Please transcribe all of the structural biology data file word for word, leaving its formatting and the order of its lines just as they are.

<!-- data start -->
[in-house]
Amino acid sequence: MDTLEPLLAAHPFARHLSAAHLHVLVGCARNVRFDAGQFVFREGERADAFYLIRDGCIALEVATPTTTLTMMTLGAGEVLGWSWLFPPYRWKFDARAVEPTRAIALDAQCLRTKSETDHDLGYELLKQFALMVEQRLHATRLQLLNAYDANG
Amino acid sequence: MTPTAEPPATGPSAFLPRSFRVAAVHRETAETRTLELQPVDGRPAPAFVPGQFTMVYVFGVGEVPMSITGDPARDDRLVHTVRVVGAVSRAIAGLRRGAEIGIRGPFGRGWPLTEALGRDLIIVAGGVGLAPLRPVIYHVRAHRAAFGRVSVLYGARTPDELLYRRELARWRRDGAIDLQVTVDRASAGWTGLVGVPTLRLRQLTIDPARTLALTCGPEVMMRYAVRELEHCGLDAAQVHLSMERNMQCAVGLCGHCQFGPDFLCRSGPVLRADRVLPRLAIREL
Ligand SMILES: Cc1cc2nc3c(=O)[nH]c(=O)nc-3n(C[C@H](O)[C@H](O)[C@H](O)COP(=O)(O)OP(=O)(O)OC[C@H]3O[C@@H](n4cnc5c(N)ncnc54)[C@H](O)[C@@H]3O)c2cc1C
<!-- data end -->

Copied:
[in-house]
Amino acid sequence: MDTLEPLLAAHPFARHLSAAHLHVLVGCARNVRFDAGQFVFREGERADAFYLIRDGCIALEVATPTTTLTMMTLGAGEVLGWSWLFPPYRWKFDARAVEPTRAIALDAQCLRTKSETDHDLGYELLKQFALMVEQRLHATRLQLLNAYDANG
Amino acid sequence: MTPTAEPPATGPSAFLPRSFRVAAVHRETAETRTLELQPVDGRPAPAFVPGQFTMVYVFGVGEVPMSITGDPARDDRLVHTVRVVGAVSRAIAGLRRGAEIGIRGPFGRGWPLTEALGRDLIIVAGGVGLAPLRPVIYHVRAHRAAFGRVSVLYGARTPDELLYRRELARWRRDGAIDLQVTVDRASAGWTGLVGVPTLRLRQLTIDPARTLALTCGPEVMMRYAVRELEHCGLDAAQVHLSMERNMQCAVGLCGHCQFGPDFLCRSGPVLRADRVLPRLAIREL
Ligand SMILES: Cc1cc2nc3c(=O)[nH]c(=O)nc-3n(C[C@H](O)[C@H](O)[C@H](O)COP(=O)(O)OP(=O)(O)OC[C@H]3O[C@@H](n4cnc5c(N)ncnc54)[C@H](O)[C@@H]3O)c2cc1C